Why Britain losing its local shops matters

Business news and opinion

20 February 2017

Britain has many wonderful local shops, but with 300 village stores closing each year, retailers are feeling the pinch of intense financial pressure more than ever.

And with business rate increases looming in April 2017, are yet more independent shops under threat?

AXA research from 2016* revealed that almost 8% of small shop owners surveyed expect their business to fail (compared to just 3% across other business owners). This is hardly surprising in light of our findings that the annual income for a small shop owner works out at less than minimum wage, when broken down by the average amount of hours worked.

The loss of a shop is obviously devastating for its owner. However, the closure of local shops also has a more wide-ranging impact. So why are our small independent retailers so important?

Essential for the local economy

As well as providing the shopkeeper with an income, most independent retailers have locally recruited employees – although just 9% are planning to hire staff in 2017, compared to 15% at the beginning of 2015.

The independent shop also supports the community's suppliers – in rural areas, 72% of our interviewees stock goods made by local producers. These suppliers also employ people or buy materials locally, creating a whole network of interdependent local businesses.

Customers rely on their local shops

Stocking up at the out-of-town supermarket isn't easy for everybody. A third of the independent shop owners we surveyed said their elderly customers would struggle without easily accessible local stores. For many pensioners, the local shops are about creating social capital as much as convenience – they're a friendly place where you can stop and have a chat.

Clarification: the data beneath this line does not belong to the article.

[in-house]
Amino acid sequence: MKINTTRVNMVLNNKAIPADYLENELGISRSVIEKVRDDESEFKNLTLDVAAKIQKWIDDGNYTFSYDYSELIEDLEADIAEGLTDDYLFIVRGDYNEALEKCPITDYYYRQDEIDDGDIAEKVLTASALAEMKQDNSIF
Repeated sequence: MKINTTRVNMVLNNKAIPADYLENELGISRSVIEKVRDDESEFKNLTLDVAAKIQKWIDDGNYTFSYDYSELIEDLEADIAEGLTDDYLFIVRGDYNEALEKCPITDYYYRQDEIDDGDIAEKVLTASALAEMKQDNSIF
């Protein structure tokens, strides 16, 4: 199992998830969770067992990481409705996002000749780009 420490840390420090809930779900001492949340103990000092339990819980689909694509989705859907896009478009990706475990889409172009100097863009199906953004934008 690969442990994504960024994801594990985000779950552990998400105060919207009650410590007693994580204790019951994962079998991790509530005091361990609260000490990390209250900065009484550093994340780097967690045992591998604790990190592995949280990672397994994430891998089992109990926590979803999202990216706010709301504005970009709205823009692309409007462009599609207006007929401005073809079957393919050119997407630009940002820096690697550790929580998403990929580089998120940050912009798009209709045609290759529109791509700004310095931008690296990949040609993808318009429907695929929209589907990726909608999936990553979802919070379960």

And it’s not just the pensioners that benefit. Parents with young kids, fellow workers shopping in their lunch breaks and those who want to spend locally all enjoy using these shops.

It’s part of the community

In smaller towns and rural areas, the staff and customers can get to know each other, creating a level of natural personal service that national chain supermarkets often struggle to replicate.

Local shops also work towards common goals that are beneficial for everyone. 28% of the retailers we spoke with invest their profits into improving their local area through action groups. The shop is definitely at the heart of the community – with the community’s interests at heart.

Shops add to the area’s character

A bustling town or village centre with an array of small shops is a quintessentially British image. Eight of out ten of the shopkeepers we interviewed said they invest in making sure their premises reflect the local character. This often involves going the extra mile to ensure their shopfronts look the part and contribute towards tourist appeal – another vital industry.

The shop is part of the heritage of its town or village. They may stock products synonymous with the area: cheese in Wensleydale, pasties in Cornwall. Sometimes, you come across a butcher's or newsagent's that’s been run by the same family for generations. Losing that would mean the demise of years of expertise and service.

Darrell Sansom, Managing Director at AXA Business Insurance comments: "Each time a local shop, hairdresser or pub shuts down, local people lose another piece of their heritage and community life."

So let’s all show our appreciation for Britain’s wonderful independent retailers, and support our hardworking and well-meaning local shops!

*AXA surveys its small shop customers three times a year. Data is taken from identical surveys conducted at the end of 2015 and in September 2016.